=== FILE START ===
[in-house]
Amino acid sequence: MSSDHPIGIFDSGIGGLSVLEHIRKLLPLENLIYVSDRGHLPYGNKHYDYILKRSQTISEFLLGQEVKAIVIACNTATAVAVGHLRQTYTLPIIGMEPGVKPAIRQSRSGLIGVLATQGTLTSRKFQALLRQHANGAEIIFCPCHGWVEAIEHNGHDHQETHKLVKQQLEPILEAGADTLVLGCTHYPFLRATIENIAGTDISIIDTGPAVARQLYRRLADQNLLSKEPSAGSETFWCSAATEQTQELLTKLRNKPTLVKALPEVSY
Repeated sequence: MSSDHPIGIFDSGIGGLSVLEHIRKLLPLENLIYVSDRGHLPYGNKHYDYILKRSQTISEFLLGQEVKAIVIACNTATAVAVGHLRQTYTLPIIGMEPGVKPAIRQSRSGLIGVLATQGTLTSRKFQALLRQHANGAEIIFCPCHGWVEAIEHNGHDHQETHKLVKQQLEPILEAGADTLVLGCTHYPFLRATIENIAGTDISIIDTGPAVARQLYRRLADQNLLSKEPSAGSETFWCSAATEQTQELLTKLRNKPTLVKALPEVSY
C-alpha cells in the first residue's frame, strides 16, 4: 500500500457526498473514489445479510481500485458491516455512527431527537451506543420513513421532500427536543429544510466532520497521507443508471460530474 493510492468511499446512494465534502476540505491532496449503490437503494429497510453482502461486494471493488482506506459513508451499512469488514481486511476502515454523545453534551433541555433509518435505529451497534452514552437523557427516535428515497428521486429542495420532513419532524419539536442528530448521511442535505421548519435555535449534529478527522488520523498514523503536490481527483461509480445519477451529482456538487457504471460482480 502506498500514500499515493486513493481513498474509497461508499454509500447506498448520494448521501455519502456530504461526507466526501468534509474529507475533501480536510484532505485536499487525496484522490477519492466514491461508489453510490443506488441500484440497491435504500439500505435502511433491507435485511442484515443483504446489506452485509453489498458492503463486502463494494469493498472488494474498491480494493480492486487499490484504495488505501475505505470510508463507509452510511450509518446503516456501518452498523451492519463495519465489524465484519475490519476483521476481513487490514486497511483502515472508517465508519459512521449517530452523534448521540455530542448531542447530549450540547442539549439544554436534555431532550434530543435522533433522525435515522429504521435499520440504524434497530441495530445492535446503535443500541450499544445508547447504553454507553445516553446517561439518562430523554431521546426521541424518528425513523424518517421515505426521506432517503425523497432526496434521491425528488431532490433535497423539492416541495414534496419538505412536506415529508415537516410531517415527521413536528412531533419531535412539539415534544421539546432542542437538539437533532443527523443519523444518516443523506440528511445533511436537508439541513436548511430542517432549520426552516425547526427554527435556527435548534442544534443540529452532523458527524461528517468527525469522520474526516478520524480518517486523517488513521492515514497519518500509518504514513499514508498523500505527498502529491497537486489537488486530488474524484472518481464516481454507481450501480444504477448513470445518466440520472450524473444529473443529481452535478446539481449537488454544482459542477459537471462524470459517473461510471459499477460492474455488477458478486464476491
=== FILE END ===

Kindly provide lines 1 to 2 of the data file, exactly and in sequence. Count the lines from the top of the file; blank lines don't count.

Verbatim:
[in-house]
Amino acid sequence: MSSDHPIGIFDSGIGGLSVLEHIRKLLPLENLIYVSDRGHLPYGNKHYDYILKRSQTISEFLLGQEVKAIVIACNTATAVAVGHLRQTYTLPIIGMEPGVKPAIRQSRSGLIGVLATQGTLTSRKFQALLRQHANGAEIIFCPCHGWVEAIEHNGHDHQETHKLVKQQLEPILEAGADTLVLGCTHYPFLRATIENIAGTDISIIDTGPAVARQLYRRLADQNLLSKEPSAGSETFWCSAATEQTQELLTKLRNKPTLVKALPEVSY